Tuesday, October 25, 2011

Blooming Blades

I've added quite a few grasses to my garden of three years – though I've removed much of the lawn. I can't imagine a garden without at least a couple varieties of (no-mow) grass. Grass is structure, filler and foliage. More than that – those blades bloom! And this time of year, they are the stars of the Northern garden. In the Bird & Butterfly Garden, the first area I planted, Maiden Grass Miscanthus 'Morning Light' and Switch Grass Panicum 'Dallas Blues' have matured into sweeping drifts. The Maiden Grass bloomed last year for the first time, is blooming its little blades off right now, and the Switch Grass will turn a beautiful gold color come winter.

Maiden Grass blooms.
Switch Grass blooms heavy with rain.

Grass is also movement and sound. It is meditational to watch and hear grass rustle on the waves of the wind. Out front, Feather Reed Grass Calamagrostis 'Karl Forester' does just that. It is tall enough now to watch when sitting on the front porch and its sound does remind me of waves along a shoreline.

Blue Fescue Festuca glauca weaves texture into my front garden, catching light and leaves. I will be planting more tufts of this wonderful blue shade along with some native grasses when I finally focus my attention on a real front garden design – hopefully in the Summer of 2012.

I moved clumps of this variegated grass from the back deck area this past spring to the back of our garage / workshop before our porch redo. I love that it is extremely low maintenance – grows in sun or shade – and that we no longer have to "edge" along the garage foundation. I acquired it from a plant exchange and do not know the exact name of it. It is now one big drift. I love how it sets off the changing color of the leaves. Its new growth is more green and gradually becomes more variegated over time. It also has nice blooms.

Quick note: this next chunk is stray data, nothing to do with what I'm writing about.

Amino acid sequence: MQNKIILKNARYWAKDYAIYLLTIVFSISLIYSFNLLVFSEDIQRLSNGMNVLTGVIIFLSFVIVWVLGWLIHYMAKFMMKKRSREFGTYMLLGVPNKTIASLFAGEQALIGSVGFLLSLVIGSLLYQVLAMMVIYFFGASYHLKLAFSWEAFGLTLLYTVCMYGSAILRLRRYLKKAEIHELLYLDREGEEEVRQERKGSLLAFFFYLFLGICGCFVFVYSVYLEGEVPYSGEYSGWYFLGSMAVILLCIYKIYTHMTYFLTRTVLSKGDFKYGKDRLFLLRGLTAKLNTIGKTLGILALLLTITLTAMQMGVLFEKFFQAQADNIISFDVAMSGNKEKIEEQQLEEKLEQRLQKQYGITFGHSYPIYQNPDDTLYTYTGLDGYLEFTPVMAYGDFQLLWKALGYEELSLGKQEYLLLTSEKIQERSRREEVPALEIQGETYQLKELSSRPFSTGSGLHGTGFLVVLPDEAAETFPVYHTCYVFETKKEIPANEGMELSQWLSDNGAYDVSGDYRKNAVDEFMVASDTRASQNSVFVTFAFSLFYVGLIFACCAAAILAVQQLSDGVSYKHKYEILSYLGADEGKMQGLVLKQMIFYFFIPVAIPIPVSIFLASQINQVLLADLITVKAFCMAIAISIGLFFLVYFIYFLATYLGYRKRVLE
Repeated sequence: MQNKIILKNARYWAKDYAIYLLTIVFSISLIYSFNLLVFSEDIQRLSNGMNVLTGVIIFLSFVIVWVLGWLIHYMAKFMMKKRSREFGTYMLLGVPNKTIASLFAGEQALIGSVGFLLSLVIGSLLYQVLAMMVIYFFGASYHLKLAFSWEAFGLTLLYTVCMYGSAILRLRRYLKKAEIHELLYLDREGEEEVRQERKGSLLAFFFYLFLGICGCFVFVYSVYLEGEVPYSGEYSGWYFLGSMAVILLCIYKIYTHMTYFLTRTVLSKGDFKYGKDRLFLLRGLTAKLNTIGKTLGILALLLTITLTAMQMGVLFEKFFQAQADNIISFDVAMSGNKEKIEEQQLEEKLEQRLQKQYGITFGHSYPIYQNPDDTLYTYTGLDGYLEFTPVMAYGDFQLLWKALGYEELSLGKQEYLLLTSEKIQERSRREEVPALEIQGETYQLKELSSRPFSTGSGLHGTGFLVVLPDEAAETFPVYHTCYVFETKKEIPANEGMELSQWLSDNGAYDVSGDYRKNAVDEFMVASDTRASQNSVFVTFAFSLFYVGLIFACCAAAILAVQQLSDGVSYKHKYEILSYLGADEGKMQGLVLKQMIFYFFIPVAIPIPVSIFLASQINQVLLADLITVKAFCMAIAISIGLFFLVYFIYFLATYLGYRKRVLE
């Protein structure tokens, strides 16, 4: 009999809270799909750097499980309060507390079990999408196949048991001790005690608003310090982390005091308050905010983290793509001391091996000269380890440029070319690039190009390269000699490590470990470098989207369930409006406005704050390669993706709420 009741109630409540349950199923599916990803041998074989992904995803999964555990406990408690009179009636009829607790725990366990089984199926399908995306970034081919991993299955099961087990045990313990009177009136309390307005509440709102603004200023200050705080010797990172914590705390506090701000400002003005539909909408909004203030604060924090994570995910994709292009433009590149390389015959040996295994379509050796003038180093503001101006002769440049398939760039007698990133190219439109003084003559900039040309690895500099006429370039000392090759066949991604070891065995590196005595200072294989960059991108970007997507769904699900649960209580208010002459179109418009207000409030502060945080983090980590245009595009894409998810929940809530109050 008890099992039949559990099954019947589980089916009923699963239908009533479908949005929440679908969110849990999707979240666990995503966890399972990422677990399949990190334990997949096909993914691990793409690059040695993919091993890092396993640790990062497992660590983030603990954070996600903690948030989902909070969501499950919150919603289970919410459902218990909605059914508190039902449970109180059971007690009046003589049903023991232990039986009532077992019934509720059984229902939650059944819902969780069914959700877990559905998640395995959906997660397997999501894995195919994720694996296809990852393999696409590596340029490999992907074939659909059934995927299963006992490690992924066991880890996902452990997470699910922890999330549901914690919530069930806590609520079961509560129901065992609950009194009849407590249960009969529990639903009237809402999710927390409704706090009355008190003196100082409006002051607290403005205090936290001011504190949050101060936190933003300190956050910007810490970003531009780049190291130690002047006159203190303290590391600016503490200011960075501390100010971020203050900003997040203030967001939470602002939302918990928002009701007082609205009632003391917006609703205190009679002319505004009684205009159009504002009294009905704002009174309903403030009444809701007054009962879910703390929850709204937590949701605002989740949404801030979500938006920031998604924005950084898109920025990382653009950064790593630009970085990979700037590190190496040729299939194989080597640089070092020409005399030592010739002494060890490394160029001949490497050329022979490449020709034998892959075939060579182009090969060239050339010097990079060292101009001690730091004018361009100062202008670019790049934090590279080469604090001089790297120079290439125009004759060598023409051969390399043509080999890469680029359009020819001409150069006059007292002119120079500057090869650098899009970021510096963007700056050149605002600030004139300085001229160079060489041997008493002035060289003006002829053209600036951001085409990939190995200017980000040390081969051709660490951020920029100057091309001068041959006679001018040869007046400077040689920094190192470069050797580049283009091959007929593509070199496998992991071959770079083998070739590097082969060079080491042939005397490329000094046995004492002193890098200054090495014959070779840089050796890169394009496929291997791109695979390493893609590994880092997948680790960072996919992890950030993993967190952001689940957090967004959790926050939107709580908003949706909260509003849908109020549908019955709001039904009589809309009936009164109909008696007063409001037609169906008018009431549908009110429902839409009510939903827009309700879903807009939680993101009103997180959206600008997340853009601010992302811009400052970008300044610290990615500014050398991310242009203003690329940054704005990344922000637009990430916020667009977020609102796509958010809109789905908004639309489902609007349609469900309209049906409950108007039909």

I acquired another mystery grass when I purchased a clump of Switch Grass Panicum 'Ruby Ribbons' for the Nice Driveway. You can see a couple of the ruby blades of the Switch Grass just beginning to turn, but those blooms do not belong to Ruby Ribbons! I really love the mystery blooms, but I should probably try to separate the two.

Also along the drive, native Indian Grass Sorghastrum Sioux Blue is nearing its mature height of 5'-6'. Truly a screen of green, er blue, er yellow ...

Tall they can grow, but grasses can make a wonderful see through veil. I love peering through the blooms of this native Big Bluestem Andropogon gerardii, but I'm not so sure I'll be able to next year. This was just planted in spring and will eventually mature to 7' tall.

Also added this spring, native mound-forming Northern Dropseed Sporobolus heterolepis. Native grasses are even more than blooming blades – they are shelter and seed. Many birds will eat the seeds of Switch, Fescue, Bluestem and Dropseed Grasses throughout the winter. Indian Grass provides nesting material for birds. Game birds, Finches, Sparrows, and even small mammals will eat its seeds. It is the host plant for the Pepper-and-Salt Skipper Butterfly. Bluestem is the host plant for the Delaware and Dusted Skipper Butterflies. Sparrows, Sedge Wrens and the Western Meadowlark eat its seeds. Hopefully I will be able to add some of these Skipper Butterflies to my list of insect sightings in the garden.

Sources: Lady Bird Johnson Wildflower Center, Butterflies and Moths of North America


  1. I love my grasses especially the Feather Reed and I am happy to learn about a few more natives to have in the garden. I will be checking out the Dropseed.

  2. You have a lot of grasses! I am always tempted by them, especially in the fall. They have such a sweeping grace that can not be duplicated. I don't have any grasses in my garden - yet. But every year I am tempted even more! Enjoyed seeing your grasses, and learning a bit more about them.


Thank you for joining me in my garden in the making!

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